At the end of the clip, Willem notices that the clay mockup of the flesh vulture (don’t ask) has fingerprints on it. They run them through the computer, and get a name and address. After rushing across town, they find a workshop of the killer’s, in which a demale dummy is sitting in a chair, wearing a nametag that reads ‘Gerri Harden’.

So my confusion about the ‘she’ is resolved, but it points to a pretty hilarious mistake on the author’s part, one that’s indicative of the tunnel-vision one can get staring at a page all day. When you write the name ‘Gerri’ in a script, you know it refers to a woman, but if you don’t think about the characters in that moment, the ones within the world of your script, who can’t see the words, you’ll miss the fact that anyone hearing the name ‘Gerri’ out of the blue and apropos of nothing will assume you said ‘Jerry’ and are talking about a man.

Why create this problem at all? Why not just call the fake artist ‘Sofia Morris’ and avoid all the hassle? Well, it seems that while the writer was overlooking common sense, he was being really impressed with his own cleverness at the same time. You see, ‘Gerri Harden’ is an anagram for ‘A Red Herring’. Which is incredibly cute, except that it’s not really a red herring, which is a false, distracting lead. The artist who used the ‘Gerri Harden’ psuedonym is in fact the killer, and the warehouse he leads them to is, in fact, his supervillain lair. Hell, at the end of the movie he uses it for his planned fatal showdown with Willem. This means that the whole ‘Gerri Harden’ thing was actually an incredibly useful clue, which is pretty much the opposite of a red herring. Frankly, they could have just sat a cop car across the street from the warehouse and waited for the killer to show up – which he does – and caught him that way.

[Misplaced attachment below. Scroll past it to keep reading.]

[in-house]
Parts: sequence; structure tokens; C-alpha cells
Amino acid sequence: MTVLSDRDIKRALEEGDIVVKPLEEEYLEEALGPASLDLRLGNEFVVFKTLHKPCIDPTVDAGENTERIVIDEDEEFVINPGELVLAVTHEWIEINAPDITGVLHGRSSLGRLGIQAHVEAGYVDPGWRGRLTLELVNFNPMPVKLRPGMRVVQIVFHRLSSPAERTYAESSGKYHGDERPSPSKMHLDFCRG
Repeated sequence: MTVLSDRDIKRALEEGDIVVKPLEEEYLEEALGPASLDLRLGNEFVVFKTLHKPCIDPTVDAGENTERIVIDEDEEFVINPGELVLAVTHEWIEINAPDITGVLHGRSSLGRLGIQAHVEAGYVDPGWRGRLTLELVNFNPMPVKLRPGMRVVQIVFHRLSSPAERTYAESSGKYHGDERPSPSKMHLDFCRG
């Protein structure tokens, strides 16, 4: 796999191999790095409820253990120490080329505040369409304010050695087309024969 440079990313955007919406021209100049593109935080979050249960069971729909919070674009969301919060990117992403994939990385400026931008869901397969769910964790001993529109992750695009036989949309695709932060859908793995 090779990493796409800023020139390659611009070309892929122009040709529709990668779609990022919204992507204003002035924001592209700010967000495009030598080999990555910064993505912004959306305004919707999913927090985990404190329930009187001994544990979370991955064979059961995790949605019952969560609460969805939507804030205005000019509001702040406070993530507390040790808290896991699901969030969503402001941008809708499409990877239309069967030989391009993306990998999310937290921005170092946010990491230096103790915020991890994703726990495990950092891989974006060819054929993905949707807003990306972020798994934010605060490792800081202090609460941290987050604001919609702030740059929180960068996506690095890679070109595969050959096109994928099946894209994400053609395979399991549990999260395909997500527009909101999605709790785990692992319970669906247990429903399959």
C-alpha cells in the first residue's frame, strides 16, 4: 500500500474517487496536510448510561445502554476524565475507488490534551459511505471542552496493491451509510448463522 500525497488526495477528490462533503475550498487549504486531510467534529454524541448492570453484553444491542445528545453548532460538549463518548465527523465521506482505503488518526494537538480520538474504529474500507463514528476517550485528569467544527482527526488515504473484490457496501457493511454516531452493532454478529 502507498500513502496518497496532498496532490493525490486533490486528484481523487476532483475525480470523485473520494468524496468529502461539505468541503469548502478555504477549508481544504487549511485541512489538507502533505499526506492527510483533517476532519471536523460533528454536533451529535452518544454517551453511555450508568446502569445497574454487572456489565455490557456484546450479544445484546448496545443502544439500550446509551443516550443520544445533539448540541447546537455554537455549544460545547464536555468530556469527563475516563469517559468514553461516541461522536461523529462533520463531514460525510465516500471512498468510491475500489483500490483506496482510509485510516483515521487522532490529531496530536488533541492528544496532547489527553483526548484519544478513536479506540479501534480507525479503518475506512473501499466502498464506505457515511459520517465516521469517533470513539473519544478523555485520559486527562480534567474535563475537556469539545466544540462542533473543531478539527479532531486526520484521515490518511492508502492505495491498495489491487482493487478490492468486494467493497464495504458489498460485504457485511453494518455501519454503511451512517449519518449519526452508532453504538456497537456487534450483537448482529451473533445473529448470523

Of course, in talking about the bad use of red herring, I’m overlooking the much bigger problem – whose fingerprints were on the sculpture? Setting aside the fact that you can usually tell a man’s fingerprints from a woman’s based on the size, they got a hit in the system from them! How on earth did the killer get (presumably) his fingerprints listed in a police database as belonging to a woman named Gerri Harden, who didn’t otherwise exist? In SeSevenen the fingerprints belonged to an actual criminal, and were planted with the knowledge that the cops would be led to said criminal’s apartment. Here, it’s just another huge plot hole.

In the end, Anamorph is almost a perfect example the premise-based serial killer film. It’s the story of a writer who had such an interesting hook that he didn’t feel the need to get the procedural part of the story right, and as a result, it’s a pretty complete failure.